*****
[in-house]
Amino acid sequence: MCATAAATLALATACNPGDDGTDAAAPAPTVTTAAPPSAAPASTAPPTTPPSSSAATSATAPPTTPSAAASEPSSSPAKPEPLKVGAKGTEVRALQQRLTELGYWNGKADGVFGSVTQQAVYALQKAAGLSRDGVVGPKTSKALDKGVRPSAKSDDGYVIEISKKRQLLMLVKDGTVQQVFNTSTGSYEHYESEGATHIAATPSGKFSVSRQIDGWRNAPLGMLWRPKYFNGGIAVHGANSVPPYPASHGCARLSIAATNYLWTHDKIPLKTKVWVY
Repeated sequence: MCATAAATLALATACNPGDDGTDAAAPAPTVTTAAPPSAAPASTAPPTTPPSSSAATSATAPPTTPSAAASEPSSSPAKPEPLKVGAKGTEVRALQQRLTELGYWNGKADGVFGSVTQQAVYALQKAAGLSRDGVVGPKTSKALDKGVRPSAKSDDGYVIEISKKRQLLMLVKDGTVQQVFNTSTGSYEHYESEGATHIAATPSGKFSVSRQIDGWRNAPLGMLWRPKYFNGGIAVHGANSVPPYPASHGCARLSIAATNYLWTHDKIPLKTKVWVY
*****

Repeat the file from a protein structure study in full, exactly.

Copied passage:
[in-house]
Amino acid sequence: MCATAAATLALATACNPGDDGTDAAAPAPTVTTAAPPSAAPASTAPPTTPPSSSAATSATAPPTTPSAAASEPSSSPAKPEPLKVGAKGTEVRALQQRLTELGYWNGKADGVFGSVTQQAVYALQKAAGLSRDGVVGPKTSKALDKGVRPSAKSDDGYVIEISKKRQLLMLVKDGTVQQVFNTSTGSYEHYESEGATHIAATPSGKFSVSRQIDGWRNAPLGMLWRPKYFNGGIAVHGANSVPPYPASHGCARLSIAATNYLWTHDKIPLKTKVWVY
Repeated sequence: MCATAAATLALATACNPGDDGTDAAAPAPTVTTAAPPSAAPASTAPPTTPPSSSAATSATAPPTTPSAAASEPSSSPAKPEPLKVGAKGTEVRALQQRLTELGYWNGKADGVFGSVTQQAVYALQKAAGLSRDGVVGPKTSKALDKGVRPSAKSDDGYVIEISKKRQLLMLVKDGTVQQVFNTSTGSYEHYESEGATHIAATPSGKFSVSRQIDGWRNAPLGMLWRPKYFNGGIAVHGANSVPPYPASHGCARLSIAATNYLWTHDKIPLKTKVWVY